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Fair Work COMMISSION and Ombudsman Hospitality Workplace

Burger chain back-pays $1.1 million to workers

Written by City Reporter

Burger chain back-pays $1.1 million to workers

6 December 2019

The Australian arm of a Japanese burger chain has back-paid $1.12 million to 285 former and current Queensland workers and will face ongoing scrutiny of its workplace practices.

MOS Burger Australia Pty Ltd has entered into a Court-Enforceable Undertaking after a Fair Work Ombudsman investigation found contraventions of the Fast Food Industry Award 2010.

The 285 workers were underpaid across the company’s six stores in BrisbaneSurfers ParadiseSouthportBroadbeach, Mt Gravatt and Sunnybank between 2011 and 2018.

Fair Work Inspectors found that the company had paid unlawfully low flat rates to workers, and misclassified some employees as part-time when they were in fact casuals.

Breaches of workplace laws included failures to pay ordinary hourly rates, casual loadings, and penalty rates for night, weekend and public holiday hours.

Affected workers were employed by MOS Burger to make food, serve customers, and as store supervisors and managers. Many of them were visa holders and young workers.

Individual underpayments ranged from $18 to $31,975. The company has rectified all unpaid wages and superannuation, and paid an additional seven per cent compensation to workers.

 

Fair Work Ombudsman Sandra Parker highlighted the company’s prompt action to resolve this matter.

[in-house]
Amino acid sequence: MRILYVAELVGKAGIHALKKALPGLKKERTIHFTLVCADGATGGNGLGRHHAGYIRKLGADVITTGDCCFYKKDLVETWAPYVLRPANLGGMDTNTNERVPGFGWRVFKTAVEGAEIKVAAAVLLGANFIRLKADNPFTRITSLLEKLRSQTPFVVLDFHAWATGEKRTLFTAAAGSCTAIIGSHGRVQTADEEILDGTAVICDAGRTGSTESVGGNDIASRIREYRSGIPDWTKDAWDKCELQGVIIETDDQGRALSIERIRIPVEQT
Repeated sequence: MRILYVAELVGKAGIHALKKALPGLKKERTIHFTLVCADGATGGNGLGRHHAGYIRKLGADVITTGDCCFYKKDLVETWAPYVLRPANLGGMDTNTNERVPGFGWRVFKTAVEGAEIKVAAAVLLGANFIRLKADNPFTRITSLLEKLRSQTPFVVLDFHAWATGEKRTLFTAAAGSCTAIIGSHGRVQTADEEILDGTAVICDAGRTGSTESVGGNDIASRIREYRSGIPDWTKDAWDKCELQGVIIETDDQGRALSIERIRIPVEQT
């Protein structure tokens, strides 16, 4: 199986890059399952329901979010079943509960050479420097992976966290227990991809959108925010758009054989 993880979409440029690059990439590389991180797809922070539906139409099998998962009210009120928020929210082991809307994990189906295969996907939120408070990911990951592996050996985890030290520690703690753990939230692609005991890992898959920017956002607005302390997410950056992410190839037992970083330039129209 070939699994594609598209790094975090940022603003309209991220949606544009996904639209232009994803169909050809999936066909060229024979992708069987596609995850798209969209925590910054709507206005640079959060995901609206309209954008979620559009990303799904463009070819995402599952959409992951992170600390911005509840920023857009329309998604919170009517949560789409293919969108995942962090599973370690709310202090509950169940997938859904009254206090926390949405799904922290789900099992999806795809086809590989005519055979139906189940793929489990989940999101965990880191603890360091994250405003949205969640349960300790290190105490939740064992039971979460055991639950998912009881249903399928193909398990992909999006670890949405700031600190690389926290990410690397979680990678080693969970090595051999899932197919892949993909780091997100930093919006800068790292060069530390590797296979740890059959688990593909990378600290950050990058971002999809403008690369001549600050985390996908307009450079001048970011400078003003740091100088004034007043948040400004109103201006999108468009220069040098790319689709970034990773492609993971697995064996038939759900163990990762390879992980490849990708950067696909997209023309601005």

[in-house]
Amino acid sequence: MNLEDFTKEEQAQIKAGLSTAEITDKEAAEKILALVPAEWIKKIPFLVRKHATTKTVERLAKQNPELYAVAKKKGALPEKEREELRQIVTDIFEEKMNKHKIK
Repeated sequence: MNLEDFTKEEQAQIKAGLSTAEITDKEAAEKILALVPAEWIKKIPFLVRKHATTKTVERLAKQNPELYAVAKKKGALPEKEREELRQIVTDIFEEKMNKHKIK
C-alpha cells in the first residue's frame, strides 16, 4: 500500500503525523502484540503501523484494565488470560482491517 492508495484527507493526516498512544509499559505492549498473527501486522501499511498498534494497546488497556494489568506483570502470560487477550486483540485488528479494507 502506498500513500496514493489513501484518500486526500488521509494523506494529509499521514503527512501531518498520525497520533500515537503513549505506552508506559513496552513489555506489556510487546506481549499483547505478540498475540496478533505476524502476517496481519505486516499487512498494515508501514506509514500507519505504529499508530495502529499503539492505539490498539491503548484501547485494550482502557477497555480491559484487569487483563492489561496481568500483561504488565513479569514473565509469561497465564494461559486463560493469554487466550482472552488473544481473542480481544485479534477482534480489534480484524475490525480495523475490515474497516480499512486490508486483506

“We considered that a Court-Enforceable Undertaking was an appropriate enforcement tool as the company conducted a comprehensive audit of its pay records from when it commenced trading in Australia, fully back-paid workers and overhauled its processes to comply with workplace laws.”

“Court-Enforceable Undertakings are serious instruments with extensive commitments from companies. We will monitor compliance with each commitment and won’t hesitate to take court action if they are not upheld. This matter is a warning to all employers that if they don’t get workplace compliance right from the beginning they can be left with extensive and expensive consequences.”

“The Fair Work Ombudsman is cracking down on underpayments in the Fast Food, Restaurant and Café sector, and any employees with concerns about their pay should contact us,” Ms Parker said.

Under the Enforceable Undertaking, MOS Burgers Australia must fund external auditors to check pay and conditions for workers employed in 2019 and 2020, and rectify any underpayments.

The company must also register with the My Account portal and ensure all senior managers and human resources, recruitment and payroll staff complete training on workplace laws.

Know a workplace that isn’t doing the right thing but don’t want to get involved? Report it to us anonymously – in your language.

The FWO has developed new interactive tools for the fast food, restaurant and café sector to make it easier to access information about key workplace entitlements.

Employers and employees can visit www.fairwork.gov.au or call the Fair Work Infoline on 13 13 94 for free advice and assistance about their rights and obligations in the workplace. A free interpreter service is available on 13 14 50.

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City Reporter